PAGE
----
In this equation, Km is a coefficient proportional to the difference of the actual BIS to the target BIS. Kh is a coefficient proportional to the difference of the mean BIS to the target BIS over the last time interval. The program calculates a new dose every 2 minutes based on the average of the last 6 BIS values acquired. The sedation system also combines respiratory variable to adjust the infusion rate. If Spo2 is <92 or RR is <8, the system analyzes BIS values and decreases the dose average every minute according to the following criteria: When average BIS is <53, the infusion rate decreases by 50%. If average BIS is ≤58, the infusion rate decreases by 25%. If average BIS is >58, the infusion does not decrease. When the RR is <8 and/or the Spo2 is <92% for >2 consecutive minutes, the infusion rate decreases automatically by 50% of the current propofol infusion rate. When these respiratory occurrences persist for >5 minutes, the system automatically stops the propofol infusion until the vital signs return to safe values for >30 consecutive seconds. Additional safety features include the ability for the user to just touch a dedicated button or buttons to pause, override manually, or end the application at any time.

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Closed-Loop System Details: Margins of Signal Acceptance.

Artifacts occurring during the interpretation of the electroencephalographic signal could lead to false display values on the BIS monitor. Eye movement, electrocautery, or facial muscle activity are the main reasons to induce such artifacts.15 Special filters have been integrated into the BIS monitor to detect and indicate when BIS values are not accurate because of eye movement or electrocautery. The automated sedation system considers BIS values as artifact when they are flagged by the BIS monitor as spurious via these special filters. When this happens, the program calculates a new dose based on the mean value of the rates administered over the last 5 minutes. On the other hand, when the patient is not entirely [muscle] relaxed, for instance during sedation, the facial electromyographic activity can generate frequencies that mimic the same frequency range (30–47 Hz) as the beta ratio. However, this increased facial muscle tone has been claimed to happen with opioid-induced muscle rigidity.16 Therefore, the electromyography activity values derived from the BIS monitor were not incorporated into the algorithm of the automated sedation system as a variable necessary to accept the BIS values. This decision was based on 2 main reasons. First, opioids were not used during the case. Second, the purpose of the system is to deliver sedation and not general anesthesia automatically.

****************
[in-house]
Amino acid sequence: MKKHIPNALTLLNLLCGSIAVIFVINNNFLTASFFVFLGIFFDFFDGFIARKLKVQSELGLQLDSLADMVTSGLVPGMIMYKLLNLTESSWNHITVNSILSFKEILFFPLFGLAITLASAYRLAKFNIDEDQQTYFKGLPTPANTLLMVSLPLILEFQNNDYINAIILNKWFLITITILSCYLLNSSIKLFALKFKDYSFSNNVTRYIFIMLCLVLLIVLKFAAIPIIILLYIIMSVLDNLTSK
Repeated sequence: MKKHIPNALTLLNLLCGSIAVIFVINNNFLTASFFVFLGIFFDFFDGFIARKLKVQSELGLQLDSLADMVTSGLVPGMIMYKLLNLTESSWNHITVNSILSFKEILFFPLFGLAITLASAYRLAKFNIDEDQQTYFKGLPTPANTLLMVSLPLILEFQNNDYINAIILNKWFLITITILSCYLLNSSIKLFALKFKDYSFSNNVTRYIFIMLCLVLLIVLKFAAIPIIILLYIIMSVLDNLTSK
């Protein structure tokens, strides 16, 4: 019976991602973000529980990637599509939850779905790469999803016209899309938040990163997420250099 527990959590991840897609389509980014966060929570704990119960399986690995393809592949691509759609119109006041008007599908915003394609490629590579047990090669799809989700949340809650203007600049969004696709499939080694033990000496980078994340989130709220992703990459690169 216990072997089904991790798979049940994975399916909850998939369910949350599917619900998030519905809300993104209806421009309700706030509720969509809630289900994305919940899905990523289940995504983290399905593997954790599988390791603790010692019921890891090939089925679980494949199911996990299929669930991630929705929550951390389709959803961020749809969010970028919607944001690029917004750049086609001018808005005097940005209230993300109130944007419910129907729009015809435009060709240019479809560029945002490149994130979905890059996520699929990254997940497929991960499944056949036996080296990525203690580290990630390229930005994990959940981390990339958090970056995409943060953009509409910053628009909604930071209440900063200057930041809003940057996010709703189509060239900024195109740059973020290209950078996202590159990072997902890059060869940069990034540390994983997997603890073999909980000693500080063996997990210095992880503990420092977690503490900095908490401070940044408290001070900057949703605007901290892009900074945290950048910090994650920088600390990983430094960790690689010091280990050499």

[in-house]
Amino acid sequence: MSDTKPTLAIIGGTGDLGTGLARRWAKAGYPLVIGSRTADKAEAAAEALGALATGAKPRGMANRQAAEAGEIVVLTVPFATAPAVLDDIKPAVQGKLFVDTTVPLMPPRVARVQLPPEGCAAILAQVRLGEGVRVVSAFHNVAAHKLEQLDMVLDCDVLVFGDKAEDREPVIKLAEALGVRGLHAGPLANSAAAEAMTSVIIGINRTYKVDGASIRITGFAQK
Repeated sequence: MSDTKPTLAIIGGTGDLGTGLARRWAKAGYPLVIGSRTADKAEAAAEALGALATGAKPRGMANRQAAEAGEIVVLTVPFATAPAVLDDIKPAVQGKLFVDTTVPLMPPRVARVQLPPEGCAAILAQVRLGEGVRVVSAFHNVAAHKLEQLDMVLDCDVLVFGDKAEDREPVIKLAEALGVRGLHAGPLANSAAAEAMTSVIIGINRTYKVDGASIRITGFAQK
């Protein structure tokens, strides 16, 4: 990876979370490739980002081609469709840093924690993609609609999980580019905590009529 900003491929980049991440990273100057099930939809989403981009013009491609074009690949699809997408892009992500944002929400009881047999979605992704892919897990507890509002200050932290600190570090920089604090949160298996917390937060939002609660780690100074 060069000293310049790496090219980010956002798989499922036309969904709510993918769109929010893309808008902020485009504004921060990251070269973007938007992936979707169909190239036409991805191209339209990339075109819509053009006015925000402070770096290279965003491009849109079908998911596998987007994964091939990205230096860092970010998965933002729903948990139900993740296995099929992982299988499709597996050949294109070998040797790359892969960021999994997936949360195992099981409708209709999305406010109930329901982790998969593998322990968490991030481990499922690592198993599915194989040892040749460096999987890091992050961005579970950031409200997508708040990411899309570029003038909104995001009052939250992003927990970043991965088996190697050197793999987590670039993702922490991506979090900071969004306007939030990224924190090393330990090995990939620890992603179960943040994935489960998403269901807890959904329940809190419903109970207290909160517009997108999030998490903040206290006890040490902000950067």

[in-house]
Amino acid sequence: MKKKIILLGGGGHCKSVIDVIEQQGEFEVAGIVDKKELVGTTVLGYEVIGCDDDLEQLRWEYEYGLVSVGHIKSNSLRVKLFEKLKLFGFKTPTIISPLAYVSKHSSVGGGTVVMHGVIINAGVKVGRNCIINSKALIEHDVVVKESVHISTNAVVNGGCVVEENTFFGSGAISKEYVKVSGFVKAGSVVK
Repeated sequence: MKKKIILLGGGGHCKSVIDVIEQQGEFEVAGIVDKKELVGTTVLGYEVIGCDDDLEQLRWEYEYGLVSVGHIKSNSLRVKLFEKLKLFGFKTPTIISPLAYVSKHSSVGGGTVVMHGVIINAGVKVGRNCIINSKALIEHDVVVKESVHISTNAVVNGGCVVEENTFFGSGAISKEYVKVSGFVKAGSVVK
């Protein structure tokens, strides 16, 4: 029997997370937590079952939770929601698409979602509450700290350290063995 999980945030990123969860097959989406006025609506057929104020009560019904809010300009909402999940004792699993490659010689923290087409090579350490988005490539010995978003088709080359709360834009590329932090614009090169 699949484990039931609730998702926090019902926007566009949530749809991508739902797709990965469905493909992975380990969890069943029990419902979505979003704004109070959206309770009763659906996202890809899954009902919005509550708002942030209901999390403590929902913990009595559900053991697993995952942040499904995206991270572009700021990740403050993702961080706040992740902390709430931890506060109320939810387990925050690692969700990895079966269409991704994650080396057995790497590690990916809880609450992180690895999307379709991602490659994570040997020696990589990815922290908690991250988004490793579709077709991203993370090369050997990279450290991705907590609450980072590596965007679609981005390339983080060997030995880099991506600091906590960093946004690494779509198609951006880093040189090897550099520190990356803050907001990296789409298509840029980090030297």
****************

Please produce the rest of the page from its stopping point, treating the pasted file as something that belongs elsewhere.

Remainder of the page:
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Decision Support System Features.

The HSS incorporates a decision support system (DSS) that detects critical respiratory and hemodynamic events. The former events are defined as Spo2 values <92% and/or an RR <8/min; the latter are defined as mean arterial pressure <60 mm Hg and/or heart rate <40 bpm. When an event occurs, the user is informed via smart audiovisual alarms, which provide simultaneously reasons for their manifestation and related adequate treatment choices. Thorough details of this DSS have been described previously.14 When a critical event occurs, the attending anesthesiologist is able to choose decrease propofol dose as a treatment option pressing a button appearing on the DSS alarm box. By clicking this button, the system automatically reduces the current propofol dose by 10%.

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Conditions to Interact With the System or Break the Loop.

The only instruction given to the attending anesthesiologist to interact with the system consisted of pressing the decrease propofol dose option when BIS values were >58, with an Spo2 <92 and/or an RR <8 judged clinically to be secondary to an airway obstruction caused by hypopharyngeal muscles hypotonia. On the other hand, the attending physician was instructed to manually override the system in case of a sedation failure defined as a respiratory failure and/or a hemodynamic compromise requiring a conversion to general anesthesia.

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Perioperative Management

Before using the robotic sedation system on patients in the operating room, simulations on the HSS were conducted to ascertain that the system interacts appropriately when critical respiratory or hemodynamic events occur.

Before the beginning of each study case, an instruction session highlighted the appropriate manipulation of the syringe pump necessary to avoid communication errors between the syringe pump and the controller during the switch to a filled syringe.